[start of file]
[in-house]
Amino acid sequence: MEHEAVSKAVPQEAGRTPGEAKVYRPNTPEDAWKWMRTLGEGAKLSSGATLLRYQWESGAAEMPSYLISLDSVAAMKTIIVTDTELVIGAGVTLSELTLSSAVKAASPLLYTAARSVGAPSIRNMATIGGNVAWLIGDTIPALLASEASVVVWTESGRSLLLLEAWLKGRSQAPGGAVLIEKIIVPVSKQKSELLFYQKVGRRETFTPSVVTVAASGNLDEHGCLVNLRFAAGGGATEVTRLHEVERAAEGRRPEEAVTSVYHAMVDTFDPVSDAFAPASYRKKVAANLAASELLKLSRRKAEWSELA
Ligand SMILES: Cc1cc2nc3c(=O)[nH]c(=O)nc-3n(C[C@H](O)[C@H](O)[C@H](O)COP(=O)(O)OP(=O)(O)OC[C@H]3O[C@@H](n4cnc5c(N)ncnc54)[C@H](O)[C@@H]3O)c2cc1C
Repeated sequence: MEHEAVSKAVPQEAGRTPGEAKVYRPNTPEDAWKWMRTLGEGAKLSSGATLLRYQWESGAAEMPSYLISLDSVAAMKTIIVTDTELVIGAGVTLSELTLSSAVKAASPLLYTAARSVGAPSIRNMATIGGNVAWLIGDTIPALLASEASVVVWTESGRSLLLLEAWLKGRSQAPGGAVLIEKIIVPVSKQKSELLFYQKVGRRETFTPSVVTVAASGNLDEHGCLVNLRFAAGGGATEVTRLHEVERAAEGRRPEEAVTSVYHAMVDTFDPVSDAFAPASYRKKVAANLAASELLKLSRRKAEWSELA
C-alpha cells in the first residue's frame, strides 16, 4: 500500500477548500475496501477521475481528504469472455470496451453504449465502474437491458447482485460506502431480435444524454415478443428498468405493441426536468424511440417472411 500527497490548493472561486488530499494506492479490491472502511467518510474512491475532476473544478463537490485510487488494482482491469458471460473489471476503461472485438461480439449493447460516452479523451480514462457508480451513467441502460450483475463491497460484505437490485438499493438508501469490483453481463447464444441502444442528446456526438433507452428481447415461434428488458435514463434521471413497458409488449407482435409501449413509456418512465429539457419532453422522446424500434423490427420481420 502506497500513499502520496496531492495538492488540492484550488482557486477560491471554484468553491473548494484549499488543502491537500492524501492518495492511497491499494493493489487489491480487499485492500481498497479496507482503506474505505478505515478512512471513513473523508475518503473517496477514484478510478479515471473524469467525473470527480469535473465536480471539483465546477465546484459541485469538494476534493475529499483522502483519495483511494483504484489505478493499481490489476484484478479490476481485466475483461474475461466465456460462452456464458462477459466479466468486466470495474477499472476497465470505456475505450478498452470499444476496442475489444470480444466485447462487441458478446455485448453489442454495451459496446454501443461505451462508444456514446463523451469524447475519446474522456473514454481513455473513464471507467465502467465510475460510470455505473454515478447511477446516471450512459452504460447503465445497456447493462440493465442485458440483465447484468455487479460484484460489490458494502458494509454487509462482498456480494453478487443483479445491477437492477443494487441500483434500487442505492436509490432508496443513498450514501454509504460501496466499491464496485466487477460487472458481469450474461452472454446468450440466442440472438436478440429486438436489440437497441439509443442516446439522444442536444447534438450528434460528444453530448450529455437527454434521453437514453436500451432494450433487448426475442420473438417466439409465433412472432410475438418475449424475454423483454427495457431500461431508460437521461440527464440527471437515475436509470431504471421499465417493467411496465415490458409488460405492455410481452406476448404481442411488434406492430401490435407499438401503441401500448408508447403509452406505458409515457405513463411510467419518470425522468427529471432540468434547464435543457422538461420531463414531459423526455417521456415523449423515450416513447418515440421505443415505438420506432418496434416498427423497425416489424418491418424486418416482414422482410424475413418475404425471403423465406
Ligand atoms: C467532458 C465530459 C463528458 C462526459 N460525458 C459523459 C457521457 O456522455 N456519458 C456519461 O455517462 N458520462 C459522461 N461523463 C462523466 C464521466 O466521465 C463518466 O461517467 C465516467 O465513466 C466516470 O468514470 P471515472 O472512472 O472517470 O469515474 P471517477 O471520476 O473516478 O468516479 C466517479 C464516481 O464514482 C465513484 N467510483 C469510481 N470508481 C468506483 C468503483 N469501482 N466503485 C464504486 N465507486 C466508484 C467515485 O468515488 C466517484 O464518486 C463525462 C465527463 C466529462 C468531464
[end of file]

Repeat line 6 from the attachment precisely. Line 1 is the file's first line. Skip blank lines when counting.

Ligand atoms: C467532458 C465530459 C463528458 C462526459 N460525458 C459523459 C457521457 O456522455 N456519458 C456519461 O455517462 N458520462 C459522461 N461523463 C462523466 C464521466 O466521465 C463518466 O461517467 C465516467 O465513466 C466516470 O468514470 P471515472 O472512472 O472517470 O469515474 P471517477 O471520476 O473516478 O468516479 C466517479 C464516481 O464514482 C465513484 N467510483 C469510481 N470508481 C468506483 C468503483 N469501482 N466503485 C464504486 N465507486 C466508484 C467515485 O468515488 C466517484 O464518486 C463525462 C465527463 C466529462 C468531464